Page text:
At the end of December 2018, I was once again sitting in the head office of
But you have put all of this into perspective. The Victorian technology was installed in British colonial times, and by 2009, a colour light signalling system was to replace the semaphores. But the installation was abandoned very quickly after they simply drowned after the first monsoon! So the semaphores got a reprieve. But they had already been badly damaged, the finials, disappeared gradually and none of the signals were illuminated any more. Year after year, photographers were still able to enjoy the semaphores, until their now foreseeable end in 2018.
But one question remained: when would the new colour light signal system go into operation? Well, that was not supposed to be until 2020. Couldn't the semaphores be left standing that long, was my next question? The department head in charge denied this, but his colleague, the General Manager of Passenger Transport, who was about to retire at the time, said that it would be possible to leave them standing at least that long, albeit without any function. After some discussion, I was assured that the signals would still be there in December 2019 and that we would get one last chance to take photos with them. The main line, however, as well as the stations would already be under reconstruction by the end of 2019. The section one kilometre south of Payagyi was taken out of the construction plan at our request and would only be touched after December 2019. Payagyi is where the photographic classic par excellence is located, the Payagyi pagoda within sight of the railway. It was also hoped that there would be further delays in the construction process, which might leave many sections unaltered.
The 2019 monsoon was fierce and there were not only delays but also deaths. But the construction work had been awarded to a predominantly foreign consortium, in which mainly Japanese were in charge. And
Traffic on the Nyaunglebin Madauk branch line was also discontinued on the same date. This line was part of our program only the year before we had, at considerable financial expense, worked on it to the point where it could be re-opened for the use of a steam locomotive. The scheduled service on this branch only saw one railcar on day “A” from Pyuntaza via Nyaunglebin to Madauk and on day “B” back to Pyuntaza. Unattractive and highly uneconomical, especially as the more or less parallel road had been widened and newly paved on most sections.
From the head office I was asked which tracks I could do without at Bago station because the construction companies did not want to wait until the end of December. We agreed on two tracks that were photographically desirable. In October the signal boxes were also shut down and shortly afterwards the signal arms of the now functionless semaphores were removed. This alone caused me “ventricular fibrillation”, but from the head office came reassuring noises. The signal arms would kept safe and be re-attached for our photo charters and the good news that the signals could also be set manually. The photos of the “naked” signals I received did not look good!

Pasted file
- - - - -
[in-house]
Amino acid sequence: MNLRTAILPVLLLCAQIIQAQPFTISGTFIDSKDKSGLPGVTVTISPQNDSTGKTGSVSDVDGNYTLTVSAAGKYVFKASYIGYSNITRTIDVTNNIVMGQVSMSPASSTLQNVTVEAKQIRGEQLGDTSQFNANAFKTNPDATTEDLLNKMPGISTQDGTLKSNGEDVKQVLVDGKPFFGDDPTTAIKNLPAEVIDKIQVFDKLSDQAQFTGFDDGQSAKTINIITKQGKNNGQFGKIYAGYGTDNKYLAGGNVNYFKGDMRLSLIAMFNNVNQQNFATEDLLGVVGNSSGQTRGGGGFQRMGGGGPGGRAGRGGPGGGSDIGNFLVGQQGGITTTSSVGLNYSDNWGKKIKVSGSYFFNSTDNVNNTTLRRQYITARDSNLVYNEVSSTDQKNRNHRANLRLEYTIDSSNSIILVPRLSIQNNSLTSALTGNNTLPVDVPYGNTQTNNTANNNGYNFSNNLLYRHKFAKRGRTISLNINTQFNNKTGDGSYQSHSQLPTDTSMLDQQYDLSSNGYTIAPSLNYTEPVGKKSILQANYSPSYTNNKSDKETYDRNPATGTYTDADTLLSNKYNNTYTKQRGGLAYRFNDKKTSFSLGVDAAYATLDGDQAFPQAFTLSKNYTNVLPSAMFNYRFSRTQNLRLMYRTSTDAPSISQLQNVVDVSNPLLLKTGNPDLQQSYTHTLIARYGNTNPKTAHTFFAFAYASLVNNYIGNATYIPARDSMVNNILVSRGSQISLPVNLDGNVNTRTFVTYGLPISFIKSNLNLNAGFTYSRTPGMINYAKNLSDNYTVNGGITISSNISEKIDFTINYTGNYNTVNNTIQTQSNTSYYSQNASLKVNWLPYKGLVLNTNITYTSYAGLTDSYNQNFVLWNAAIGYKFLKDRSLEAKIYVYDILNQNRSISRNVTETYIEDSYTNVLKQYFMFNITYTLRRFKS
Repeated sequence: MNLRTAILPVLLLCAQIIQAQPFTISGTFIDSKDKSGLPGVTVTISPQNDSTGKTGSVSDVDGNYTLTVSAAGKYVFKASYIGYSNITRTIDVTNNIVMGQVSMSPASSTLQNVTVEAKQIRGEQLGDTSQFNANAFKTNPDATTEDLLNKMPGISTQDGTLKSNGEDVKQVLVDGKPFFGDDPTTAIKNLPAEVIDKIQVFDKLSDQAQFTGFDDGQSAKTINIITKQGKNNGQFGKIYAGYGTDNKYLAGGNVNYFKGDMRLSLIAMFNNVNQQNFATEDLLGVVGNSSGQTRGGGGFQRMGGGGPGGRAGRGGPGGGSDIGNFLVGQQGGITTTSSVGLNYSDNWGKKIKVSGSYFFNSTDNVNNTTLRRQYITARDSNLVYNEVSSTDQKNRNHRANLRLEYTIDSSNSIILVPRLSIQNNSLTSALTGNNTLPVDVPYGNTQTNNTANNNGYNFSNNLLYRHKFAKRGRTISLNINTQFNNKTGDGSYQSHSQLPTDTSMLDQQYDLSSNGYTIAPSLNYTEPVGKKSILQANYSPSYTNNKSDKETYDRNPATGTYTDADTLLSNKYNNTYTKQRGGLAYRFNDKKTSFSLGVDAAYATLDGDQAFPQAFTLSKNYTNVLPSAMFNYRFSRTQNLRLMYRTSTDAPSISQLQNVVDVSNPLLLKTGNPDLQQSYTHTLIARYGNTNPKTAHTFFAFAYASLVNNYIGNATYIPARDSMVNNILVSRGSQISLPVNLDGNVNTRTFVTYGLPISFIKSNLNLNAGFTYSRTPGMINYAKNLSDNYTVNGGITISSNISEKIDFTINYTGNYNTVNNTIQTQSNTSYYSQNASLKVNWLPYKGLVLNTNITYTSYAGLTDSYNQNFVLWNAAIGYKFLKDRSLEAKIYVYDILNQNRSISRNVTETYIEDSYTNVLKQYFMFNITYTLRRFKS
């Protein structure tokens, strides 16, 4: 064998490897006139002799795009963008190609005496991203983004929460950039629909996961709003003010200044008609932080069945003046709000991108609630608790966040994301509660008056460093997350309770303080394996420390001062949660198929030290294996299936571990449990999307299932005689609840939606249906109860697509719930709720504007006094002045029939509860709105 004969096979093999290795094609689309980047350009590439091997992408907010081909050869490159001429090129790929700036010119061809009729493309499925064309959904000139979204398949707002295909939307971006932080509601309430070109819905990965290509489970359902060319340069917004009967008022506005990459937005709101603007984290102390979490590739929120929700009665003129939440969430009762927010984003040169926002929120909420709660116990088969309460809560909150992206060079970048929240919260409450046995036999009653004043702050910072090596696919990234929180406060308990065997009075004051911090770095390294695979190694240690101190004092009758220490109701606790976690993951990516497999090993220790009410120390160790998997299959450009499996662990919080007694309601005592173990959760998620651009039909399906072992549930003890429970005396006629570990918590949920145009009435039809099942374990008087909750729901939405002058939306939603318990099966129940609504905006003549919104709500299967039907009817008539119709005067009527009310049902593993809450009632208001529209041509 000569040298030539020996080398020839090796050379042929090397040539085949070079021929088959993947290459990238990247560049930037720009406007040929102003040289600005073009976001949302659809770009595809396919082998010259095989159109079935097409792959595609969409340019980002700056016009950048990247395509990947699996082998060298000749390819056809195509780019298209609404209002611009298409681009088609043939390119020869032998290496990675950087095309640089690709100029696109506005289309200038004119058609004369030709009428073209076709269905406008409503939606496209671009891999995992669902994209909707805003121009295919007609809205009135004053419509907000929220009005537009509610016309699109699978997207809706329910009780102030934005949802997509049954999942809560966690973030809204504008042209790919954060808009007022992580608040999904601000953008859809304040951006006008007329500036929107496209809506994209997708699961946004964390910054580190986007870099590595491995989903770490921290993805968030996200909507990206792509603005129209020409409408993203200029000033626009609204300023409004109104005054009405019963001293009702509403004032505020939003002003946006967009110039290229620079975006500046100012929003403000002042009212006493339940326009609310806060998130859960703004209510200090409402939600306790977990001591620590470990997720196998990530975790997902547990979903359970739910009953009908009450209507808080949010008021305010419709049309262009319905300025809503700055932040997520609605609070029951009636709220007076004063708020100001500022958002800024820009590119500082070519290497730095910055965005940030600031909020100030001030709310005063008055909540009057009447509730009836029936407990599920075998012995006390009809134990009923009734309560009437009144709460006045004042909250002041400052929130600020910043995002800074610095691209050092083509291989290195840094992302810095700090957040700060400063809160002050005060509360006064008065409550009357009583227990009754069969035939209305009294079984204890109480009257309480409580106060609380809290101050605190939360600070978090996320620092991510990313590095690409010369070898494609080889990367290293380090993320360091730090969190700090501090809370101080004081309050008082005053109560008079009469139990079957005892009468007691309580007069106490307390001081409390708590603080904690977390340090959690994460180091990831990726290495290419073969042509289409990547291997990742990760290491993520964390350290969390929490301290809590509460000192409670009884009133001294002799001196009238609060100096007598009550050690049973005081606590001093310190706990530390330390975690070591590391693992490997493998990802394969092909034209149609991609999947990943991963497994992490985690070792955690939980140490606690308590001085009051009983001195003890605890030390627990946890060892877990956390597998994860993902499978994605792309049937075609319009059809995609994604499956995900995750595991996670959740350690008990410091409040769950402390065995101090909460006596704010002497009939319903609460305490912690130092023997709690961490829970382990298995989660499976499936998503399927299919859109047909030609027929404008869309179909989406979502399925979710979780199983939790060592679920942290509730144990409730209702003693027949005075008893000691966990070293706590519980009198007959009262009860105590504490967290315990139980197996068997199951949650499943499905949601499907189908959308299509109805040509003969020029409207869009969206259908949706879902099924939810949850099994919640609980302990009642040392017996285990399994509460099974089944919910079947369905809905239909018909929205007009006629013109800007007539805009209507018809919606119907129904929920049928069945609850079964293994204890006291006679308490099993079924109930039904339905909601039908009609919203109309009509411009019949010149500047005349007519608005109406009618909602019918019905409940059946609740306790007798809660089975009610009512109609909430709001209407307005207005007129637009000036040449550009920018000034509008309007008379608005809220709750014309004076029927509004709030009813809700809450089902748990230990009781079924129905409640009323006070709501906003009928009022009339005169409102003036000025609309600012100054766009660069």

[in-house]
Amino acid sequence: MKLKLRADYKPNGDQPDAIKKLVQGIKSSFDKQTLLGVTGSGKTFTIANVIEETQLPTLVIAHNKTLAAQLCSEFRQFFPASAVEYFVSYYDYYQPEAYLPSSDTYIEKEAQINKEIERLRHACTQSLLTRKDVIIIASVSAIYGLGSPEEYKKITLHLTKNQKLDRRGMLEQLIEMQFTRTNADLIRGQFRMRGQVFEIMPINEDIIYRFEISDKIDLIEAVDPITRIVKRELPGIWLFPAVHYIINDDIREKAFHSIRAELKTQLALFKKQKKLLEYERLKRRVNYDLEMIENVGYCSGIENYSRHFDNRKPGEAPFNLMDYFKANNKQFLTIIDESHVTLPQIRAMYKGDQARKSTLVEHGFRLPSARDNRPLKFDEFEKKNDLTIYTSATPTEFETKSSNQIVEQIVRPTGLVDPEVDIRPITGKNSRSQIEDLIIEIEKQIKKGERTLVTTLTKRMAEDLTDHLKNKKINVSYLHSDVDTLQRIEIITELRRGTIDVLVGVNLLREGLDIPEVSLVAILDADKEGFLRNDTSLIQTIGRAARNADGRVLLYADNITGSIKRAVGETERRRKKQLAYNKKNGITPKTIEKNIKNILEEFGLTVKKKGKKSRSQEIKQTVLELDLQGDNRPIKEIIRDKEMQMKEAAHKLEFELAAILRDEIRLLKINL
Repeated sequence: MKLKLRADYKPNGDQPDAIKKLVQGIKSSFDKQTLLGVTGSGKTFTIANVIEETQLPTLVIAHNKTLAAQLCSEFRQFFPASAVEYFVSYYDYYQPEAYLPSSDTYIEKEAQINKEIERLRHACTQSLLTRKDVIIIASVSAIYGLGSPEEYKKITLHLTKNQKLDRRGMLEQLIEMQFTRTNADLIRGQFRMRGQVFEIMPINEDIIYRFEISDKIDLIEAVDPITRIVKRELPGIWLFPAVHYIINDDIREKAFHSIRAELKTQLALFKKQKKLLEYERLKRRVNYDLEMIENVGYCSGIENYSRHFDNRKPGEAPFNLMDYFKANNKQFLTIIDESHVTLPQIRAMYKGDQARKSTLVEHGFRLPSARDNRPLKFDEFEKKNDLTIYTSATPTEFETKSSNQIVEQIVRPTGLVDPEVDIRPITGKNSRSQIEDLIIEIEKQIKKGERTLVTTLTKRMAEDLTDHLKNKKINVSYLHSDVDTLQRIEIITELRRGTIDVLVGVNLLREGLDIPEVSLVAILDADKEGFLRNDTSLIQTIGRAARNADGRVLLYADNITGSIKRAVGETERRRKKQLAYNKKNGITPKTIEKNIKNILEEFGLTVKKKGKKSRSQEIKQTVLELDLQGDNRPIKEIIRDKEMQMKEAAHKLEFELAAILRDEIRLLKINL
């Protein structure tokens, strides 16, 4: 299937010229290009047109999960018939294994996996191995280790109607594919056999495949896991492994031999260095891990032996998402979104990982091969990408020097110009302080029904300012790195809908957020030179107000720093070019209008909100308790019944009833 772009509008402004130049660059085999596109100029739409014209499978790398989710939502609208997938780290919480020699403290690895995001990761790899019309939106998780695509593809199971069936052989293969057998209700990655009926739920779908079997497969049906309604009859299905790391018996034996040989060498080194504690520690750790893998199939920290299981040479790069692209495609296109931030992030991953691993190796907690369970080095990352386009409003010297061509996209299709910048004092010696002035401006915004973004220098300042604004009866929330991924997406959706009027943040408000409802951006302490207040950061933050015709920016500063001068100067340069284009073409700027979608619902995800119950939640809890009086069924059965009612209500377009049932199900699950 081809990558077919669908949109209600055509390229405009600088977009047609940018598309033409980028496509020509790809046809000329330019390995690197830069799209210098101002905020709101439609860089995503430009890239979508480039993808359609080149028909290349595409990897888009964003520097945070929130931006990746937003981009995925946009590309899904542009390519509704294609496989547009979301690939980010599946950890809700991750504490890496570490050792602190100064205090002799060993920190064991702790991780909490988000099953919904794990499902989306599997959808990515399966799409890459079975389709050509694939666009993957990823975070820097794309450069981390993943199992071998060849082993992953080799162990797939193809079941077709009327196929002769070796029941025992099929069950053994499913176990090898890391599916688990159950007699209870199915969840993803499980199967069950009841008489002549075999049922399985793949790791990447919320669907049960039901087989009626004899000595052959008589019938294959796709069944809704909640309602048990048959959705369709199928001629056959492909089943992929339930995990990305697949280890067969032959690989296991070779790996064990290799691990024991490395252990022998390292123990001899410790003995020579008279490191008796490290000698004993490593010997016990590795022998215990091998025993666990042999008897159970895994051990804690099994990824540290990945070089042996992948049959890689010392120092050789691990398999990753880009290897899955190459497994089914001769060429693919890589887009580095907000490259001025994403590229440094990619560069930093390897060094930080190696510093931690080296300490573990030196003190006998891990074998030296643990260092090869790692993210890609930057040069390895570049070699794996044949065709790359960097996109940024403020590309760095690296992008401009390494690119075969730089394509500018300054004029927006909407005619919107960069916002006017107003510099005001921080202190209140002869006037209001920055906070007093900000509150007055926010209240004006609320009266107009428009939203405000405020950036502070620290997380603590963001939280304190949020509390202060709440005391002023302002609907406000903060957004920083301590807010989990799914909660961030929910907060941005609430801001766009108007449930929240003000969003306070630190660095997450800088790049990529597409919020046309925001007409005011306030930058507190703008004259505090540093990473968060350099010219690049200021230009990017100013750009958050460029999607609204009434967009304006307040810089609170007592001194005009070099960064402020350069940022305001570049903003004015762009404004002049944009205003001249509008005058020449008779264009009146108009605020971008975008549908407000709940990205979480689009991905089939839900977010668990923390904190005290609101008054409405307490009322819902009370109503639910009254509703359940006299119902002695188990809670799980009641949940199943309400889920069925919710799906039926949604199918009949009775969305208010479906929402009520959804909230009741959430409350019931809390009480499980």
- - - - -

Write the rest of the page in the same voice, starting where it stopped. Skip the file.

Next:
The points in Nyaunglebin which connect the line to Madauk should be removed in November 2019 and the main line track, from which the Madauk line branches, lifted. But this line had been promised to us and so there were instructions from Naypyitaw to stop the dismantling until mid-December.
Before the trip we also visited the other pressure points such as the turntable in Mokpalin. This was no longer usable, so we paid a team of railwaymen to restore the turntable to working order.
The Pyuntaza triangle, which we repaired for the 2017 trip, was also no longer usable. A construction track had been laid through the middle of the triangle and the tracks of the triangle had been removed. To be on the safe side, we had this construction track removed and made the triangle usable again.
One week before we arrived in
In addition to this, they offered us that instead of Bago, they would re-equip the semaphores in Pyuntaza with signal arms. This, however, required a change in the programme if we wanted to have enough time in Pyuntaza. Three days before the trip, I was already on site, we changed it and our new program was approved.
As the tour started it was actually already “five past midnight” for the line to Madauk, for the semaphores and for the main line. To make the best out of it certain flexibility was required. So after a short night in Bago the group went to Pyuntaza before sunrise. Once there, our YC was already in steam. The semaphores at the northern and southern side of the station were all completely equipped with arms, the one at the south entrance to the station even better than 2018, when one of the four arms had crossed out. But the ongoing construction work could not be completely controlled, and two main tracks were missing. Between the platforms they had completely excavated the ballast and were just going to level the ground for the new track. The station ends on both sides, however, were almost untouched, and the red/white fluttering tape was removed for photos. As promised by the head office, the signals could be still operated manually. Thus, we got some nice photos before we moved on to the line to Madauk in the afternoon.